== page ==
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Would you share your search history?
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I've been exploring So.cl (pronounced social), an "experiment in open search" created by Microsoft's FUSE LABS. The community is for 18+ so it is not one you'll probably be able to use with your students anytime soon but I want to discuss it because the way it uses search is very interesting.

So.cl posts are created from edited search results. You type in a search term, in the screen shot below you can see I've searched for "social search", which produces results as web results, videos, images or news. The post author (in this case, me) explores the results and then selects the most interesting items by dragging them across into the post form to share with the world.

socl-create-post

So each so.cl post is a curated search, allowing anyone to explore a topic or concept through search but edited and improved. Likes and comments are used by the community to give feedback and promote the more interesting posts. And it made me wonder whether human curated search results can do a better job than search engines? Are search results more likely to give the full picture when they've been created by a person who is knowledgeable about the topic? Are the results more likely to provide a greater breadth? Or depth? Or relevance?

Additionally, so.cl allows us to follow topics or people. Have a look for example at the searches users are sharing for science. Wouldn't it be great if we could see what everyone was searching for about a particular science topic? Or about anything and everything? Wouldn't it be great if we could see what the thought leaders were searching for? What the experts are searching for? What the passionate amateurs are searching for? Would observing searches help us understand where other learners are placing their attention? Would it make it easier to follow the latest trends? Would observing searches help us understand how other learners are learning? Would it help us to make better decisions about our own learning? Would it help us make better decisions about where we focus our attention?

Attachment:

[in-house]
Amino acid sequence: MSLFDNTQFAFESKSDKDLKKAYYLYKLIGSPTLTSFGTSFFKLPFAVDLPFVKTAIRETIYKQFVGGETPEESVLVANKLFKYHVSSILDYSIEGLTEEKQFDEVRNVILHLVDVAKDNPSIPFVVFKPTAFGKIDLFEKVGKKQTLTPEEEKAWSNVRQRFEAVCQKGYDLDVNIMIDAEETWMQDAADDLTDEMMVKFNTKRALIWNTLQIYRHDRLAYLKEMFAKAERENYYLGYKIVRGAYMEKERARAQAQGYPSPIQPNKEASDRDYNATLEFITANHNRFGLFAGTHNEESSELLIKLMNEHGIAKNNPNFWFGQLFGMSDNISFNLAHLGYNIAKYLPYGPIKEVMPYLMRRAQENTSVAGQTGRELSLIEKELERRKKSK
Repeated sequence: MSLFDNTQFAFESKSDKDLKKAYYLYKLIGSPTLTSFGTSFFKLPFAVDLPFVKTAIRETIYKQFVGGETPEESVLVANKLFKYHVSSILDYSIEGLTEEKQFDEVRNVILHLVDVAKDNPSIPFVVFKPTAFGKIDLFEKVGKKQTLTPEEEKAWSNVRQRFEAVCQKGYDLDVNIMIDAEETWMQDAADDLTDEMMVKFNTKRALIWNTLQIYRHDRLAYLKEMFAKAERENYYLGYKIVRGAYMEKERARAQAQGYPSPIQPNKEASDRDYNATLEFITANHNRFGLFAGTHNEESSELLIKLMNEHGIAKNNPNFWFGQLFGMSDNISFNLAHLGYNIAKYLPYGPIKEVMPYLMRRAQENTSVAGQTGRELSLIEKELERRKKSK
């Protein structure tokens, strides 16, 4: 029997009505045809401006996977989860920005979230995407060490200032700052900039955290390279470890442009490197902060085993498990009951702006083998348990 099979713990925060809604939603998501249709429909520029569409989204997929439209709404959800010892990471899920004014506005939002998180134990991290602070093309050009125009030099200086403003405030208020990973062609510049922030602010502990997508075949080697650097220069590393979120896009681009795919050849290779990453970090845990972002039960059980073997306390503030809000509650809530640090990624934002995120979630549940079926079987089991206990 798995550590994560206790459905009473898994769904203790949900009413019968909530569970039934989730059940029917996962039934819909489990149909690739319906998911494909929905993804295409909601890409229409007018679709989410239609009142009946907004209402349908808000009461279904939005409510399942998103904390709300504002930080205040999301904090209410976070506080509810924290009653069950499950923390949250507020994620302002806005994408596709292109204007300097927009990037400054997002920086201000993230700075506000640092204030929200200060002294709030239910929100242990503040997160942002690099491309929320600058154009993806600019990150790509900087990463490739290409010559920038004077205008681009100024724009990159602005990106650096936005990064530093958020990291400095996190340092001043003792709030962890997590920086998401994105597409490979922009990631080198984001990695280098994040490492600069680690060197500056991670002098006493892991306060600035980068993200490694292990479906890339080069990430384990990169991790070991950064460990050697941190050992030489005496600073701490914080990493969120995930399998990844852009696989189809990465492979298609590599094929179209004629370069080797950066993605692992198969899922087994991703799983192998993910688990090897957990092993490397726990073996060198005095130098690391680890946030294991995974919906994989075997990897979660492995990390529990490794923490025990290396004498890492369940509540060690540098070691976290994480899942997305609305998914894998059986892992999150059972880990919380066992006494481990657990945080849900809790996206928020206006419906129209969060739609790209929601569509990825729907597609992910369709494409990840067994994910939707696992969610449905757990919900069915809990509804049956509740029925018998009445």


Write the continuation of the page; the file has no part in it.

There are obviously some pretty major privacy concerns with sharing student searches but maybe future virtual learning environments might incorporate social search.

Would you be happy to share your searches with the world?

What other advantages of shared social search do you see?

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